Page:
The temperature isn’t the only thing that fell precipitously in October. Recent data from the Conference Board of Canada found that after alarming spikes in COVID-19 infections began triggering the re-closure of businesses in certain parts of the country, consumer confidence experienced a chilling decline of its own.
The Conference Board’s Index of Consumer Confidence dropped 9.5 points to 74.1 in October. It was the largest monthly decrease since April.
Conference Board economist Anna Feng says the decline in consumer confidence is less than shocking.
“The overall October index didn’t come too much as a surprise,” Feng says. “We know that the government income support program started to wind down in September, so we were expecting that consumer confidence would be affected in the fourth quarter of this year.”
Feng was, however, surprised by the magnitude of decline seen in Alberta and Quebec, where the Index fell by at least 20 points compared to September. Prior to October, consumer confidence in Alberta had recovered to within inches of its pre-pandemic level, but with optimism around future finances and making large purchases both tumbling, the province’s Index, now 40, is less than two-thirds of what it was in February and lower than any other province by a considerable margin. Quebec’s 25-point decline from September led the country.
Three regions – Atlantic Canada, British Columbia and Saskatchewan/Manitoba – saw an increase in consumer confidence. Feng says it’s no coincidence that the provinces that successfully managed their COVID-19 outbreaks during the first wave are displaying more confidence as the second wave digs in.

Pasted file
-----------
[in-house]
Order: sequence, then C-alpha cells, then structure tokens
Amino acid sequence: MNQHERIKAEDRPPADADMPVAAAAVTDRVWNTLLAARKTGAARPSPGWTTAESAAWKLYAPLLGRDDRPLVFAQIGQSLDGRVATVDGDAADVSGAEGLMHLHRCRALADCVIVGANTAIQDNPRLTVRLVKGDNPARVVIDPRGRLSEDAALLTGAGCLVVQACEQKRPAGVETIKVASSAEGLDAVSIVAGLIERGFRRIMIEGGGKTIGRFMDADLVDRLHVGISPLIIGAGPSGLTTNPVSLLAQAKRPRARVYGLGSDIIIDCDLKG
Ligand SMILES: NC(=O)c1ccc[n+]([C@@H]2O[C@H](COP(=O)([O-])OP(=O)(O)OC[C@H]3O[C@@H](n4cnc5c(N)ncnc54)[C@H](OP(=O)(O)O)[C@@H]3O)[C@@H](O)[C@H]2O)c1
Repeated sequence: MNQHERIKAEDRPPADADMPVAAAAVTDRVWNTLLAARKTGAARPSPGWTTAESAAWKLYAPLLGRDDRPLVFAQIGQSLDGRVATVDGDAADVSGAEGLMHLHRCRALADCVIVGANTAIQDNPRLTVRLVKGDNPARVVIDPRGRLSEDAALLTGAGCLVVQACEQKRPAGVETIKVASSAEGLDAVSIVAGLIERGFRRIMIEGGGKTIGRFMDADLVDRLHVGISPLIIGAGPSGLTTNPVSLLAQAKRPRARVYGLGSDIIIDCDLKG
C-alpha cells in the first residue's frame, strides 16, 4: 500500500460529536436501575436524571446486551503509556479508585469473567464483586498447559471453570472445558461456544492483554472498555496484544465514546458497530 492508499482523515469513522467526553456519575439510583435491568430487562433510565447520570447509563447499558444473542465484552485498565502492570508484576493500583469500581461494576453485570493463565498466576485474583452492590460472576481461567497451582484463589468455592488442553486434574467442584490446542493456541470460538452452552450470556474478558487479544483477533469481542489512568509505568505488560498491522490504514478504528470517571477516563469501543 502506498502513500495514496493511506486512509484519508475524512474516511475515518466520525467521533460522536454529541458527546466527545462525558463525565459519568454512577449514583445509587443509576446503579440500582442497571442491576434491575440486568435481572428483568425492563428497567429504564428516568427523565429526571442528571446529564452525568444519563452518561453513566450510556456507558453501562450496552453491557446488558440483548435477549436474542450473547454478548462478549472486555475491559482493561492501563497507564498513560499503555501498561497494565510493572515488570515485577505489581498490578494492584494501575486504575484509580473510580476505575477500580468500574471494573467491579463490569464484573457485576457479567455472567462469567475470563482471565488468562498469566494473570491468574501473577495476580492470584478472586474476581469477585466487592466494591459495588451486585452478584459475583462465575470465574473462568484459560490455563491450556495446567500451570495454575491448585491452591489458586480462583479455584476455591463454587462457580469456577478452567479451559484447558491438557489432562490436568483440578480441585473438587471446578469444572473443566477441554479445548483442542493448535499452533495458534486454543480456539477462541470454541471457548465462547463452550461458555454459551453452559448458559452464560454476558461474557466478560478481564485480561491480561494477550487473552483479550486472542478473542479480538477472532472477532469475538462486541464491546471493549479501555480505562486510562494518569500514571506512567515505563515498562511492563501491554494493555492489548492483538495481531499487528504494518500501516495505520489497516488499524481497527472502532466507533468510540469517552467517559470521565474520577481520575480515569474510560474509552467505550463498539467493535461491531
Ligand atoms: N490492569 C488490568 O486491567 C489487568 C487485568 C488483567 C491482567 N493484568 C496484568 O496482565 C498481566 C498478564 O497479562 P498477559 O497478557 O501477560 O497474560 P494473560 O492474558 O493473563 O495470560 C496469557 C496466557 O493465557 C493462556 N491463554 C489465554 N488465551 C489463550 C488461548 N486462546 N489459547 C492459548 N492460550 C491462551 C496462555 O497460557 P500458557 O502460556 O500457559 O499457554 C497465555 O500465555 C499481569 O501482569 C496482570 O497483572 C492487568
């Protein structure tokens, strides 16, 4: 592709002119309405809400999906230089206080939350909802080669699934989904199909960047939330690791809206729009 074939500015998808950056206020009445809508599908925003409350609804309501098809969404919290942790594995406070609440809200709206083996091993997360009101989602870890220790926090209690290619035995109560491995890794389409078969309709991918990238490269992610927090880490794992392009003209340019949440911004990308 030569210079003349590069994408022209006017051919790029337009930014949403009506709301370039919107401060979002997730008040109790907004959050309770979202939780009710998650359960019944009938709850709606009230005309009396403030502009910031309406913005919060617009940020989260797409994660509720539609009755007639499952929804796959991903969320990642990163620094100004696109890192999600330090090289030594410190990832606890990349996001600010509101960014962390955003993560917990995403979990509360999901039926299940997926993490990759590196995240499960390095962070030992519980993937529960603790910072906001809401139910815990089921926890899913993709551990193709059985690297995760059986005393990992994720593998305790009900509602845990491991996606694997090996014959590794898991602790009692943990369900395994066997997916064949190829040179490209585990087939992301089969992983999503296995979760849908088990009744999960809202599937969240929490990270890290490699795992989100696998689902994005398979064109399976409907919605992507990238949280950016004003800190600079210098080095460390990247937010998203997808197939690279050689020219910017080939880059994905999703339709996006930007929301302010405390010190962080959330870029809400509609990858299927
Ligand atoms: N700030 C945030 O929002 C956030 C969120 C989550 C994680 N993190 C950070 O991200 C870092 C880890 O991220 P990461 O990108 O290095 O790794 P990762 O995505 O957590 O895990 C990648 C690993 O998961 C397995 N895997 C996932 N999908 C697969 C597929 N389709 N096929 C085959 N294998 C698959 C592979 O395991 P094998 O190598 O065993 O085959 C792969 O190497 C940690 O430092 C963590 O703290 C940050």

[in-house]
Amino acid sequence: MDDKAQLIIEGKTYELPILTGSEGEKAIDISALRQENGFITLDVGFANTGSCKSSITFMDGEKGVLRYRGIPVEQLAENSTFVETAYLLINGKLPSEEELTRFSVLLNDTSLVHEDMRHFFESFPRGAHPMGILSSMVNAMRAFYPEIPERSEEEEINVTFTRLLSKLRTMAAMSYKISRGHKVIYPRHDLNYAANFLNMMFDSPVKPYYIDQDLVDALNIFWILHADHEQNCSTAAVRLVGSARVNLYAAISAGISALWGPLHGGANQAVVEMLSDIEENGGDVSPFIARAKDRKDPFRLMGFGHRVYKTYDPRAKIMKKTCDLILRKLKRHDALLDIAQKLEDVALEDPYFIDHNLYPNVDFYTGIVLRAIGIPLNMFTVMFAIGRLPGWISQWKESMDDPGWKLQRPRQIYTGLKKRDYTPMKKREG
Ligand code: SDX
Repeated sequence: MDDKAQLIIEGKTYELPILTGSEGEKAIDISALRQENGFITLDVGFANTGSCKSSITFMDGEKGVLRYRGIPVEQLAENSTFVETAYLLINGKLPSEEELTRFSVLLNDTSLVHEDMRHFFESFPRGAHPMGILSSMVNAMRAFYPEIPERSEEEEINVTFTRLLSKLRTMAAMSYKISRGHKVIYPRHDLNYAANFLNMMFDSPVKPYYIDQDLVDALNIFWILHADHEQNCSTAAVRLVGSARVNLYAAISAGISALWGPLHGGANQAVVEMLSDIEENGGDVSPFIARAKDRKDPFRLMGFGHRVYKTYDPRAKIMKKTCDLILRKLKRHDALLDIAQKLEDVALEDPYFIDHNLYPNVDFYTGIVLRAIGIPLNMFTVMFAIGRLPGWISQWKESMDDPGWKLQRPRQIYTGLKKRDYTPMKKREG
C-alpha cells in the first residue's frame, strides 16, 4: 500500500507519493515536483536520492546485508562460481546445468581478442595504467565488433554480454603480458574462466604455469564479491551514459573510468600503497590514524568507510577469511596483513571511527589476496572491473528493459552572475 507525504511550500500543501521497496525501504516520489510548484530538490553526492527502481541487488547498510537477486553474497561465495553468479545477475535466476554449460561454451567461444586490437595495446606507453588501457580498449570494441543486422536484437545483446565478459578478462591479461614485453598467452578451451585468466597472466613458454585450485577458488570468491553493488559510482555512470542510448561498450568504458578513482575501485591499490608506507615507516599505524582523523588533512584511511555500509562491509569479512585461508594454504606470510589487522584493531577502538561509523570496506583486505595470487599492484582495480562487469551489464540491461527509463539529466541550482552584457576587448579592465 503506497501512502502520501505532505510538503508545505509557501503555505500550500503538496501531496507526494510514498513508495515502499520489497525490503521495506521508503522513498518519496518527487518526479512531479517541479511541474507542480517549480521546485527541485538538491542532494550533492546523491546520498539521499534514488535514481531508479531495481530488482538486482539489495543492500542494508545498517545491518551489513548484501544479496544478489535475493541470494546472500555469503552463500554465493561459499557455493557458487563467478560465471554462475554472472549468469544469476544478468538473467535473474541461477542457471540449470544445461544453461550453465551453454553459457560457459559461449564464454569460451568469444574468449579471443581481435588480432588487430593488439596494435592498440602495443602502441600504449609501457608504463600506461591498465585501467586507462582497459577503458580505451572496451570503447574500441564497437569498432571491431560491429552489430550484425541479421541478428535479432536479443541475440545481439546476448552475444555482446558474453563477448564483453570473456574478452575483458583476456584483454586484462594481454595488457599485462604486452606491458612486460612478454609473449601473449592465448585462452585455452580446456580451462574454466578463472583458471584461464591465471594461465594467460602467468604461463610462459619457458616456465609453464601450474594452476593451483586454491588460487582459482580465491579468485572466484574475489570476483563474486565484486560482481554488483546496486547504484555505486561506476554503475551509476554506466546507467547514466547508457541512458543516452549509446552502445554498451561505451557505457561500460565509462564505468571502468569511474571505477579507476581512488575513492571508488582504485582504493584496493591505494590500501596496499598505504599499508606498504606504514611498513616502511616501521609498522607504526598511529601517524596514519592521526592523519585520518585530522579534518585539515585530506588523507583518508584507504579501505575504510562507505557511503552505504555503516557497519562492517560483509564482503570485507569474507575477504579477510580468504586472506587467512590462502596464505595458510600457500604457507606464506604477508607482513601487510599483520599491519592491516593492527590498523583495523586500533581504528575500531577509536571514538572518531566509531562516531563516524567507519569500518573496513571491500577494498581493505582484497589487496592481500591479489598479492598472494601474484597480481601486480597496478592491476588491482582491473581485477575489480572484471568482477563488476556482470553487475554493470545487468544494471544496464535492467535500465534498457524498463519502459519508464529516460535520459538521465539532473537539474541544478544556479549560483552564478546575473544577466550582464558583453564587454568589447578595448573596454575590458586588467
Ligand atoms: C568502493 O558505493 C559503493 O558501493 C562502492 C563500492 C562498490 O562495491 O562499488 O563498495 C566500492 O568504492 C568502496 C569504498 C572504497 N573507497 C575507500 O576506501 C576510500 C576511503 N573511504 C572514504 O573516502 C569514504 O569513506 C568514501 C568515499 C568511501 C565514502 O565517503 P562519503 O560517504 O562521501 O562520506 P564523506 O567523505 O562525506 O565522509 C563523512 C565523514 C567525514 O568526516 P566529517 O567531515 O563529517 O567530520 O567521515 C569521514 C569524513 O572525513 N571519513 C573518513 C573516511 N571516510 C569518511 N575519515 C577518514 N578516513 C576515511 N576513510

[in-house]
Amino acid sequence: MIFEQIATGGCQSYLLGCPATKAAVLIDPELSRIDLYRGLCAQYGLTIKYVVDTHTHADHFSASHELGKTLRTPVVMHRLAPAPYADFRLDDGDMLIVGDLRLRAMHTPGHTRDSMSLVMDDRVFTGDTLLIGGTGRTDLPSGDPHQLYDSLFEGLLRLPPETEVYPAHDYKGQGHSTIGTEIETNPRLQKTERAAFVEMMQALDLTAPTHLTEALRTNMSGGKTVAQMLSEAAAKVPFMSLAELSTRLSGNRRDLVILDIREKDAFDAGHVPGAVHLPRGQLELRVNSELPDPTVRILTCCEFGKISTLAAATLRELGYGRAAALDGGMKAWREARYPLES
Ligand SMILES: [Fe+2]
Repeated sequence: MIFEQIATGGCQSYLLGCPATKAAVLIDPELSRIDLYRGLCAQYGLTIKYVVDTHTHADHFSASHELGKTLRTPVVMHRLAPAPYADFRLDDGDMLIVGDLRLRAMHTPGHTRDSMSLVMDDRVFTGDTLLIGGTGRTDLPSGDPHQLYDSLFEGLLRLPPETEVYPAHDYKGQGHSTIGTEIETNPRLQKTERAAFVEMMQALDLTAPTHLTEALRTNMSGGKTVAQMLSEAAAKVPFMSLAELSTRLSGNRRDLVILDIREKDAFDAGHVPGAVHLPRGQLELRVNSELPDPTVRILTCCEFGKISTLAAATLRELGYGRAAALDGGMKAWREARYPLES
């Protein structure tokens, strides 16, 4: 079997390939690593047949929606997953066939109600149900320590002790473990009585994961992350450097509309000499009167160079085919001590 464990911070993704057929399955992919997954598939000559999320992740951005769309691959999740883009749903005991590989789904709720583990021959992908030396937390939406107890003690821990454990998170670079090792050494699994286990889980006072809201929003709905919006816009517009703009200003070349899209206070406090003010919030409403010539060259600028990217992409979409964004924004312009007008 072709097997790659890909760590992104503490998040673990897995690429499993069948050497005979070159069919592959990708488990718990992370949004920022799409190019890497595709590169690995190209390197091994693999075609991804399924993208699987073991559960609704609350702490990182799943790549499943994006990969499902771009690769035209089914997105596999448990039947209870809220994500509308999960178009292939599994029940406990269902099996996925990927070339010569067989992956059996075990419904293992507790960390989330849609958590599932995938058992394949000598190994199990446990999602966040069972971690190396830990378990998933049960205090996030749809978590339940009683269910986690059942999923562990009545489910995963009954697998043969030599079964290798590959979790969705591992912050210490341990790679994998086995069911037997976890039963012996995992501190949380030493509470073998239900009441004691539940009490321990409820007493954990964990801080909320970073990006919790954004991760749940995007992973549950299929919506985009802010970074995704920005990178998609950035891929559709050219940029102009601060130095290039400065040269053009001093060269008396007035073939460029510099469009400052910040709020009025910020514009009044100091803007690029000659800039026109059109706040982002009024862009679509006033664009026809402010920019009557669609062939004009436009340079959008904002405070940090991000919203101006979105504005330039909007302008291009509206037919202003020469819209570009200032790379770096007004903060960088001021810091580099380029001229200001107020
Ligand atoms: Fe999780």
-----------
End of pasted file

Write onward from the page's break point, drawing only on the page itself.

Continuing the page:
“Those three regions also had a relatively lighter COVID-19 caseload compared to the rest of Canada, so this allowed their economies to reopen a lot quicker, which limited the negative economic impact of COVID-19 and helped the sentiment recover much faster than the rest of the country,” she says.
Canadians are particularly worried about what may happen to the country’s employment levels if more businesses are mandated by provincial governments. When asked “Do you expect more or fewer jobs in the next six months in your area?” the share of respondents who anticipate an increase in employment fell 4.6 percentage points, while those with a more pessimistic view increased 7.0 percentage points.
Feng, however, says the Conference Board is not expecting unemployment to spike to the same extent it did in April, when physical distancing and travel bans shocked the economy into paralysis.
“The shutdown in March and April was much broader than what we are seeing now,” she says. “In general, we expect the unemployment rate to remain below the levels in April going forward.”
With only 18.5 percent of those surveyed believing that now is a good time to make a major purchase, Feng feels it’s only a matter of time before weakening consumer confidence finally makes itself felt in the housing market, which has been cruising at a record pace for the past three months.
“Even now, the markets are still benefiting from that pent-up demand [from April and May],” Feng says. But once the suppressed demand exhausts itself and the federal government’s pandemic financial support begins winding down, she expects the housing market to cool, likely “in early 2021.”
One bright spot in the Conference Board’s data is that Canadians appear more optimistic about their finances compared to six months ago, which suggests they are feeling the effects of the country’s economic recovery. How long that micro-dose of positivity lasts will depend heavily on each province’s ability to balance the health of its economy against the health of its citizens.